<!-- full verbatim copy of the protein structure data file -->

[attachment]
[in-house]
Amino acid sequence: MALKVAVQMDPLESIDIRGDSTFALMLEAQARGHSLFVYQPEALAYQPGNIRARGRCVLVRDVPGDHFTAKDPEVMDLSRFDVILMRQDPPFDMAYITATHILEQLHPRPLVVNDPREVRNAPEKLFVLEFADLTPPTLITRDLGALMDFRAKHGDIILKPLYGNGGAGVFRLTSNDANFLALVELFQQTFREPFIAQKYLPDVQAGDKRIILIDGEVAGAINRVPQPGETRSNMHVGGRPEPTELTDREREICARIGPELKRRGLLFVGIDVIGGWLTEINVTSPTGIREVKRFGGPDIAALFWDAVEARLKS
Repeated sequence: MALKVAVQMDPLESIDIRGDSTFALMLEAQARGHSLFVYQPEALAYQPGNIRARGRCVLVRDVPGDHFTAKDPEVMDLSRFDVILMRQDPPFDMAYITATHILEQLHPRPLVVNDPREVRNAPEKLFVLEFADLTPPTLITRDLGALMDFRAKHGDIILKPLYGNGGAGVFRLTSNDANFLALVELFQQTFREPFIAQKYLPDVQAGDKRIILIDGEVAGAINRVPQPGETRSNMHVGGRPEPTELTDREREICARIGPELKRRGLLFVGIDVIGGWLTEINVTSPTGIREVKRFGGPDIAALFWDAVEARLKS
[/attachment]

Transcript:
[in-house]
Amino acid sequence: MALKVAVQMDPLESIDIRGDSTFALMLEAQARGHSLFVYQPEALAYQPGNIRARGRCVLVRDVPGDHFTAKDPEVMDLSRFDVILMRQDPPFDMAYITATHILEQLHPRPLVVNDPREVRNAPEKLFVLEFADLTPPTLITRDLGALMDFRAKHGDIILKPLYGNGGAGVFRLTSNDANFLALVELFQQTFREPFIAQKYLPDVQAGDKRIILIDGEVAGAINRVPQPGETRSNMHVGGRPEPTELTDREREICARIGPELKRRGLLFVGIDVIGGWLTEINVTSPTGIREVKRFGGPDIAALFWDAVEARLKS
Repeated sequence: MALKVAVQMDPLESIDIRGDSTFALMLEAQARGHSLFVYQPEALAYQPGNIRARGRCVLVRDVPGDHFTAKDPEVMDLSRFDVILMRQDPPFDMAYITATHILEQLHPRPLVVNDPREVRNAPEKLFVLEFADLTPPTLITRDLGALMDFRAKHGDIILKPLYGNGGAGVFRLTSNDANFLALVELFQQTFREPFIAQKYLPDVQAGDKRIILIDGEVAGAINRVPQPGETRSNMHVGGRPEPTELTDREREICARIGPELKRRGLLFVGIDVIGGWLTEINVTSPTGIREVKRFGGPDIAALFWDAVEARLKS